To create the formula, he says, he proposed a “method that was used commonly every day around the world in inducing anesthesia for surgical procedures. So all it entailed was just carrying that to the extreme by using toxic amounts of the drugs involved.” He and Wiseman drafted the language quickly on a notepad, according to Denno.
In May 1977, the Oklahoma Legislature passed a bill based on Chapman and Wiseman’s proposal. The Chapman Protocol—or the Oklahoma Protocol, as it became known—involved three ingredients: sodium thiopental, an anesthetic (“That’s the drug that would make an inmate unconscious,” Denno says); pancuronium bromide, a muscle relaxant (“It literally paralyzes the inmate,” says Denno, who recalls Chapman telling her it was used for the benefit of “the people watching the execution…so the inmate doesn’t jerk around or show signs of looking alive when he’s actually dying”); and potassium chloride, which causes cardiac arrest. (Chapman initially recommended only the first two ingredients; in 1981, he recommended that the third ingredient also be used.)
States began adopting protocols similar to Oklahoma’s. Convicted murderer Charlie Brooks Jr. was the first person executed by Chapman’s lethal injection method, in Texas in 1982. He died on a white-sheeted gurney mattress after praying and telling his girlfriend, who was in the execution room, that he loved her, according to reports.
Lethal injections then went into increasingly widespread use, accounting for 41 of the remaining 114 executions in the 1980s, 396 of the 478 executions in the 1990s and 839 of the 854 since 2000, according to a Death Penalty Information Center database. (As of last November, 31 states had the death penalty, according to the center. Four have issued moratoria on the penalty since 2011: Colorado, Pennsylvania, Washington and Oregon.)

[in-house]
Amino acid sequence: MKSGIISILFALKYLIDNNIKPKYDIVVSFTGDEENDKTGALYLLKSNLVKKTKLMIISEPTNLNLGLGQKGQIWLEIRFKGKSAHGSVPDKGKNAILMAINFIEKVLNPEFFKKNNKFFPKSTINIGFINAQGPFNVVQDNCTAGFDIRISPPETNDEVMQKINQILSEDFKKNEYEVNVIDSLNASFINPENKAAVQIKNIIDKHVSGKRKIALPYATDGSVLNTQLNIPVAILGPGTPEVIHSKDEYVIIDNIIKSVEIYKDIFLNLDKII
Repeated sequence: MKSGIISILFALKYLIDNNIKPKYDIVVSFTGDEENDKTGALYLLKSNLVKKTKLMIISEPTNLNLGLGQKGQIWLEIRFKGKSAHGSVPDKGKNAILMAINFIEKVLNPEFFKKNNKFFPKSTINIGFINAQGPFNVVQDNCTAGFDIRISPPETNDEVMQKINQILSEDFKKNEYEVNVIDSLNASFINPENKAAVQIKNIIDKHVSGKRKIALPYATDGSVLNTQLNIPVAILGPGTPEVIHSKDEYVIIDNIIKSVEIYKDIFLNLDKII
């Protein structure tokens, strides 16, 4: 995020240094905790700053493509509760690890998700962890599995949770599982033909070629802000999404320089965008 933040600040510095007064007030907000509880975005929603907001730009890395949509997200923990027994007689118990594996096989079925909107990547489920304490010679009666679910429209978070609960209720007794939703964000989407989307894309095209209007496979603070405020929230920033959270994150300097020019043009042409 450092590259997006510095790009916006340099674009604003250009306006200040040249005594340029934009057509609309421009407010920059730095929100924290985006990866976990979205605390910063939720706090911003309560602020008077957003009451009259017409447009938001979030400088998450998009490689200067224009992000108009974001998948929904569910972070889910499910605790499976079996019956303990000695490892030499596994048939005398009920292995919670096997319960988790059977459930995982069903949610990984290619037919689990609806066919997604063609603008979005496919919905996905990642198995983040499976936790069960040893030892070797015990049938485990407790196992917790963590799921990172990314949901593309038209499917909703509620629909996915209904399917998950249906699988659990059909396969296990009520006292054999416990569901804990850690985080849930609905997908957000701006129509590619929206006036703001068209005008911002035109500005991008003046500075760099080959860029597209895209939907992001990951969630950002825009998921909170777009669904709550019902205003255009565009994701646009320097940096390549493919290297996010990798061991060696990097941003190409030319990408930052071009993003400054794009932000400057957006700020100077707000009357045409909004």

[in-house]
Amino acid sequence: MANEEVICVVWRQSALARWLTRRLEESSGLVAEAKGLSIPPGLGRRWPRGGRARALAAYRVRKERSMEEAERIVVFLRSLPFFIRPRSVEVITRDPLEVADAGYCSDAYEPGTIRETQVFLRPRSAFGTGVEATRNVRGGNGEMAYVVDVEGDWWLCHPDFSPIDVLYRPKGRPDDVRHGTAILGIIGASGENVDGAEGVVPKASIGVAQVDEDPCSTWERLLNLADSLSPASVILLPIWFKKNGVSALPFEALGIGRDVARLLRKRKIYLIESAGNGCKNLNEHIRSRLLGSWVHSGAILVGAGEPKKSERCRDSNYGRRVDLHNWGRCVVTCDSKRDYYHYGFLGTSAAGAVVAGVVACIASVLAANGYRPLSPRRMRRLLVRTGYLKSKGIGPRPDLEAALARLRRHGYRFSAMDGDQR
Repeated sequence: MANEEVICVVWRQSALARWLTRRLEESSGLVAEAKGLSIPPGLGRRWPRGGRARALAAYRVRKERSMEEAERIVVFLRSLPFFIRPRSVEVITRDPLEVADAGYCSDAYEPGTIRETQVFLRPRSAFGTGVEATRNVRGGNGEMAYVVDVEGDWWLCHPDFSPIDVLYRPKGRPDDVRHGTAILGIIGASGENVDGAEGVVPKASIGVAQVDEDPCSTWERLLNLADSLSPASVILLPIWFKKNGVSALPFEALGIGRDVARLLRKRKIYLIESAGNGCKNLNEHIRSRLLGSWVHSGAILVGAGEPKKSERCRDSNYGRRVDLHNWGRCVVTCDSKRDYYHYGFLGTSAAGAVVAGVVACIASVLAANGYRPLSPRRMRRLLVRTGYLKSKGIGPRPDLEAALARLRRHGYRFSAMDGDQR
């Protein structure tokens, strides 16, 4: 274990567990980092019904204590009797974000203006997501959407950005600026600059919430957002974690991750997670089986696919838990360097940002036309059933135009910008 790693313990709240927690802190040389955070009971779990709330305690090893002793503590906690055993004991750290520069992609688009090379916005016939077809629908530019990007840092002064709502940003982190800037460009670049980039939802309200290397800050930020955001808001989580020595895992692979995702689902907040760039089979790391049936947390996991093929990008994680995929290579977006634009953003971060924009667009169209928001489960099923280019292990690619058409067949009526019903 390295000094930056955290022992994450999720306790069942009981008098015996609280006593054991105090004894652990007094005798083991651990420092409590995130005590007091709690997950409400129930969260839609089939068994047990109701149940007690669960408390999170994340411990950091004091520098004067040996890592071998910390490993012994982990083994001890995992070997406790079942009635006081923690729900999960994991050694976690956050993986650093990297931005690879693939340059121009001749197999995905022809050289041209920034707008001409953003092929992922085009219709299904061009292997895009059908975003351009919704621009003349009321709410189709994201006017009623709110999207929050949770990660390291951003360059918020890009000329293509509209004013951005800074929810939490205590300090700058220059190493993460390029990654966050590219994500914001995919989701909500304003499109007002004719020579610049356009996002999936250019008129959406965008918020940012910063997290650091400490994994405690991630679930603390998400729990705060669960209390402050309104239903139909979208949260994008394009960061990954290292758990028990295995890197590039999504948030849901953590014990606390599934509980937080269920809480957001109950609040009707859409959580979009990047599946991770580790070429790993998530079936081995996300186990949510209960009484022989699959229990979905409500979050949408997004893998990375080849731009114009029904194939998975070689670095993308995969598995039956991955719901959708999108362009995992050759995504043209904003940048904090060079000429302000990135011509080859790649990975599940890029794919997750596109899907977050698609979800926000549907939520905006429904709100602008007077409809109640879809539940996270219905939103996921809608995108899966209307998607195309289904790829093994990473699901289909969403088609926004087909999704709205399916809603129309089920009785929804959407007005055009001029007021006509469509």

Chapman didn’t foresee that the method he inspired would grow so popular. Nor did he want it to do so. “I didn’t submit it to be written in stone,” he says.
‘I Wish I Had Never Heard of It’
The three-drug combination Chapman recommended was widely used until 2009, when the manufacturer of sodium thiopental stopped making the ingredient. Since then, states have improvised. Death penalty opponents have criticized the use of one substitute—midazolam—because of its association with botched executions. The state of Arkansas recently said its supply of that drug was expiring, leading to its attempt to execute eight inmates over 11 days. Starting on April 20, the state executed four inmates over eight days, and courts stayed the other planned executions.